The following is part two of my post-microteaching reflection. It is definitely long overdue. Therefore, I had kind of forgotten half of the things I'd initially planned to write and this has in turn made me so regretful that I'd written it so late! However, I do hope that there are some learning points to be gathered from (what little of) it.
1. It's people I'm dealing with here!
As I reflected upon my microteaching, my mind couldn't help but recall the part whereby I'd planned to handle Yunbing's self-mutilation after I've given the class an activity to do. However, I never got around to do it as the events that unfolded later had clearly illustrated. I'd foolishly presumed that things would go according to plan. Well, earth-check to Falilah! This is not a static environment you're in here!
I'd forgotten one of the most important aspects of teaching: that the classroom is a highly dynamic environment. This dynamism is spurred by the fact that the active agents presiding in it are people. One with thoughts and emotions. One having an own will to decide what she/he wants and don't want to do. One with the power to act and react to circumstances.
With these factors coming into play, it was definitely complacent of me to assume for even a second that things would go according to plan. In choosing to delay dealing with Yunbing's problem, I'd also overlooked the fact that my delay would not automatically translate into a delay in my students' reaction to the problem.
Therefore, a take home point for me (and I hope all of you as well) is to always remember that we're dealing with people. People = dynamism. Hence, don't assume too much! Do take into account your students' thoughts and reactions to situations.
Importantly, do keep in mind that change is the order in the classroom. I'd expected the situation to remain unchanging till the time I was ready to deal with it. Well, such a fallacy that was.
2. Who says that ignorance is bliss?
I realized that I'd committed a grave error earlier on in my microteaching. I'd chosen to ignore tell-tale signs of Yunbing's problem. In fact, my ignorance didn't just end there. I didn't fully follow up with the incident where Melissa and Yingchian were hiding in the closet. Instead, I'd just briefly questioned them about it and later, tried to continue on with my lesson. No probing whatsoever as to the reason why they were there. Later, when Kaixing came back to the class, I only questioned him and stopped at that. Again, I went on to continue with my lesson.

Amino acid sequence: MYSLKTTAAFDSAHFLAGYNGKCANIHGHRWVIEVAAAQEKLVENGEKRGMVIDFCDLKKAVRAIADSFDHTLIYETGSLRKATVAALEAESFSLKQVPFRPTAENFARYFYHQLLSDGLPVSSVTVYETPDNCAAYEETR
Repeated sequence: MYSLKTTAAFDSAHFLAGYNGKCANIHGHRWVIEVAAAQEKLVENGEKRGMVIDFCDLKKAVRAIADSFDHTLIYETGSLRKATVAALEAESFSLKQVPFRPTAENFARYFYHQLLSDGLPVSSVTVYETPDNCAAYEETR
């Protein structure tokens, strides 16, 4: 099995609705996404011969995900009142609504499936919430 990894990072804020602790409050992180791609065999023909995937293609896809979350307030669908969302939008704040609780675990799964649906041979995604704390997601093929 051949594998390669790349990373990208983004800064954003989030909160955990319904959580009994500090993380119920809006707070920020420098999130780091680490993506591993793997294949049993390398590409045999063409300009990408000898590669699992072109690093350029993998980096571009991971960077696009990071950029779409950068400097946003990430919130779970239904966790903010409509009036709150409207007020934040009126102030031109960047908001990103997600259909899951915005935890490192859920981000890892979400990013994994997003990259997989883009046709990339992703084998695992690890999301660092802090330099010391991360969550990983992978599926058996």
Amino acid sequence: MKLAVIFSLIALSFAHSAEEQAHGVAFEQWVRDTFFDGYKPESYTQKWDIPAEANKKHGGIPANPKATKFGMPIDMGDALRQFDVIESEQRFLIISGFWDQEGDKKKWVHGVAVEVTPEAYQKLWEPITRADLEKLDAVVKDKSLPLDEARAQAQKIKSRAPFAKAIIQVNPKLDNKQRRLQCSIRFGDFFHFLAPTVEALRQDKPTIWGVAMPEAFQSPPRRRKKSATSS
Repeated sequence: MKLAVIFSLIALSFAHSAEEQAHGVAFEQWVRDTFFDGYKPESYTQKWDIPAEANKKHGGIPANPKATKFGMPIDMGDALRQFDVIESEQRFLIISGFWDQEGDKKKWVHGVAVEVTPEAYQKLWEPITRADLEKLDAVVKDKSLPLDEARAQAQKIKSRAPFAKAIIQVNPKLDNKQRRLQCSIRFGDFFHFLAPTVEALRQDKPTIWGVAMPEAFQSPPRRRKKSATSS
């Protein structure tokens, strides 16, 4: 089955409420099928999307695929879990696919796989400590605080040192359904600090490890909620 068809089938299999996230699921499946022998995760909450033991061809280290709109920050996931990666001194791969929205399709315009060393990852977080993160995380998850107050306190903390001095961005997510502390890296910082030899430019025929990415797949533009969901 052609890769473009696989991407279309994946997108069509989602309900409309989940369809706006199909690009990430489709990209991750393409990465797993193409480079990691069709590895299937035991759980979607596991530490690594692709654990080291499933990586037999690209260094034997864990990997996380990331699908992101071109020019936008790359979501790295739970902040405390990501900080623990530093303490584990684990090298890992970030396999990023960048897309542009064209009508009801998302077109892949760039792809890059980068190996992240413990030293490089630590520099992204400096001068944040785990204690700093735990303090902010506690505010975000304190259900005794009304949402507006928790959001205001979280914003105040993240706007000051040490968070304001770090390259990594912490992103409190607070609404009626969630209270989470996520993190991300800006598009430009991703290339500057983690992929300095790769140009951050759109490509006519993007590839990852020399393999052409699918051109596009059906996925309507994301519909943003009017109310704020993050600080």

I find that this choice to ignore what just happened regardless of the reasons why I did that is highly inappropriate on my part. What if the student felt slighted by my ignorance? What if something bad happened to them due to this exact same ignorance? Heck, what if I were to get into trouble due to my ignorance?
When I pondered upon this issue further, I came to the conclusion that I do not want to be in a position whereby something detrimental would befall me or my students as a result of my own ignorance. True, I might be saving myself a lot of headache by choosing to ignore certain issues and problems as it was presented. However, in the long run, I can't just ignore whatever comes my way just because I deem it to be more convenient to do so. Certain things do require one to be more insistent and probe why it is so in order for one to get to the underlying root of the problem.
(At this point, I feel that I'm writing something highly incoherent. I so know that I'm gonna look at it with abhorence when I wake up later. Whatever it is,do pardon my incoherence. It's already 2.20 am at the time that I'm writing this!)
3. Be firm
It had seemed to me that I was really showing my fury at my students and was firm with them during microteaching. However, watching the vcd has brought me to the realization that it apparently wasn't so. In fact, I'd seem kinda soft (the approach I mean, not my emotions) in dealing with their disciplinary problems.
The thing is, I find it hard to unleash my full emotion (anger in the instance of microteaching) to people other than those I'm close to like my family. For instance, whenever I'm angry, I never ever restrain in showing my angered facial expression and tone of voice to people I'm close to. However, I can amazingly show a great deal of restrain and patience in dealing with other people. This is probably because I'm more comfortable at being myself with the former. Also, I usually find it hard to get affected emotionally or react very much to something like anger when it is induced by someone I'm not really close to. Weird reasonings to explain my behavior, I know. Yet, these could probably be the reasons why there are double standards in the way I deal with people.
Anyway, the reason why I mentioned this is because I find that it affects the way I deal with my students. As they are people whom I'm not close to, I find that I too show a great deal of restrain whenever I handle any discipline problems related to them. In a sense, this could be good as I'm indirectly displaying patience. However, patience is not always good. Sometimes, students need to see that you're really angry with them otherwise, they may not take you seriously. If you show too much patience, they may think that you have a high tolerance for discipline problems or worse, have a lackadaisical attitude towards it. As a corollary, they make be inclined to commit more discipline problems as they feel that they won't get into trouble for it. In the end, we as teachers will have a hard time in conducting a proper lesson as students may be up to mischief as and when they please.
Hmm... at the moment, I still am clueless as to how I can resolve this. About the only thing that I can come up with is to try my best to remember not to show too much restrain when the situation requires of it. Be firm when I need to. Show my anger and disapproval when I need to as well.